Individuals can’t get bigger than the organisation they work for and represent
Suitably experienced people should be trained as ambassadors. In my personal view, ‘in my personal view’ has no place in relation to organisational comment and needs to be stamped out.

If you’re wondering about point 3 ‘deems to be inappropriate’, don’t worry, so am I. This is where things start to get ethically very complex! More to come!


David MacGregor said...

I can't see any reason why an organisation should set out to stifle remarks by employees, internally or extenally.

In fact if the doors are falling off the Japowave 3000 people have a right to know. Frankly, if the emperor has no clothes, then someone has to say before customers get hurt. Let's face it, if that happens the organisation will take a bigger hit. And the whistleblower who blew the opportunity to speak up with suffer exactly the same outcome. No job.

Organisations that make pronouncements about process without considering the wider picture are doomed. The flood gates have burst and there is nothing they can do about it. If I bring a serious product flaw to the attention of my colleagues and they will no listen then the problem will be theirs sooner, rather than later - especially if my integrity is likely to be negatively affected.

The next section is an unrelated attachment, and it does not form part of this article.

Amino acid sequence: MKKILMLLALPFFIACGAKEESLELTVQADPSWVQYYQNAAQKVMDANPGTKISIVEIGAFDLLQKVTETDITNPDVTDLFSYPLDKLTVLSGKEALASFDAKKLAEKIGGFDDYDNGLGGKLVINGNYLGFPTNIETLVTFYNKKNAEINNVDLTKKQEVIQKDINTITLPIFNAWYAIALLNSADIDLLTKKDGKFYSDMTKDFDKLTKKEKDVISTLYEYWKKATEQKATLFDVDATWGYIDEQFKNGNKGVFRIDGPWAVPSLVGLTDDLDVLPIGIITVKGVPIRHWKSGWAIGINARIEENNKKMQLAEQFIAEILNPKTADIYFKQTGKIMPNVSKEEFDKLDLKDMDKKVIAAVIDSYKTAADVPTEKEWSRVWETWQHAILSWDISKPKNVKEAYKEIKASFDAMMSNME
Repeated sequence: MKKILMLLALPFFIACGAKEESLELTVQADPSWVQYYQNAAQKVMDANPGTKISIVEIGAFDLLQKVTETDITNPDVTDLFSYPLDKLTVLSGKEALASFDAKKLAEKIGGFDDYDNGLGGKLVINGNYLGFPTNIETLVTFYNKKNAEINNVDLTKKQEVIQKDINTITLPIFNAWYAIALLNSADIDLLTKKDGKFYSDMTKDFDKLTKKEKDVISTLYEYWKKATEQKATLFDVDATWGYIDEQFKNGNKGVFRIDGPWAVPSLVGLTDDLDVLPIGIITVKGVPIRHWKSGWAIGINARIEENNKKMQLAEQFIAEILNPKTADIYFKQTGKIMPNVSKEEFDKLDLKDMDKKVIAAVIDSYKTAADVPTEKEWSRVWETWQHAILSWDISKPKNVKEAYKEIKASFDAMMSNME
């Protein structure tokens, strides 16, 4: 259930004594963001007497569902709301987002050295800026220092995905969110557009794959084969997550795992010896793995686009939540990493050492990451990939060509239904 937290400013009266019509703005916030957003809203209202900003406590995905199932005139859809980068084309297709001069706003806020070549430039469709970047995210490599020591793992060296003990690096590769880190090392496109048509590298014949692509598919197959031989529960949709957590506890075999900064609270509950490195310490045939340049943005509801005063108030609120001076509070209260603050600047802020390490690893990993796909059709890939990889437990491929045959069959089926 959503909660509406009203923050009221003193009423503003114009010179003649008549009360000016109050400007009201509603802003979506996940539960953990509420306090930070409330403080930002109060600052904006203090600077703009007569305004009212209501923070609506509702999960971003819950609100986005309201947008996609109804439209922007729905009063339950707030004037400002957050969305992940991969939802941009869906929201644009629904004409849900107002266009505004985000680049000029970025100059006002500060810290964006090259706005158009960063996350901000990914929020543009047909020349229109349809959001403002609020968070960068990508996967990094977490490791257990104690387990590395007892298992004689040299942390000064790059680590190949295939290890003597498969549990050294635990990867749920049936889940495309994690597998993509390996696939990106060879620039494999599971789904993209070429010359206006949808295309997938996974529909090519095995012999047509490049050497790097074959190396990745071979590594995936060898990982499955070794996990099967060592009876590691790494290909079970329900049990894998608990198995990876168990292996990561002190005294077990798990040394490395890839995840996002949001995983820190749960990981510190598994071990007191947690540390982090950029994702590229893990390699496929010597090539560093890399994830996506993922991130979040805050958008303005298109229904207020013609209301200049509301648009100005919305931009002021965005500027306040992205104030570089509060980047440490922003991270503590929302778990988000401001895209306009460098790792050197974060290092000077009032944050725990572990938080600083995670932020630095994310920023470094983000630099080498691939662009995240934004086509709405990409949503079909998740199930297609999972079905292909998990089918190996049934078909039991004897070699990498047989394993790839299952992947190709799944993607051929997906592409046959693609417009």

It would make more sense for firms to learn to listen and respond, rather than strangle and control.

Control has always been an illusion. The web manifests that on the roughly the same formula as Metcalf's Law.

Happy employees making products and services they are genuinely proud of are the best advocates, beside end users themselves.

Stephen Collins said...

Of course, we should all be entitled to our own views. I'm also very much of the view that we ought to express those views, even if they are at odds with a corporate view. Being able to do so is indicative of an openness and corporate cultural maturity I'm very supportive of and do my level best to encourage with the clients I deal with.

So, arguably ego, yes. But also perhaps needed, and often right to do. It's a matter of the differentiation between corporate brand and personal brand, amongst other factors.

That said, there are times, and roles, in which sometimes, it's just not appropriate to express your view, and in spite of how mealy-mouthed it sounds, you have to say, "my view isn't relevant, the company line is X".

There's no black and white. And way too many shades of grey to make it an easy choice.

Stephen Collins said...

And, in reference to your numbered points:

1. Correct. Thus rules of engagement are needed.
2. Absolute bollocks. Everyone has the right to comment and will. Somewhere. Get used to it as it already happens. Whether you want them to or not. It happens online and off. It's now your job to make sure that everyone simply knows what's expected of them.
3. This shouldn't happen if your organisation is appropriately mature. Look at companies like Zappos where everyone is empowered and expected to participate. Even when they had layoffs and there was negative commentary, it was well and appropriately managed.

The (r)evolution has already happened. Now it's time for organisations to catch up and jump on the Cluetrain.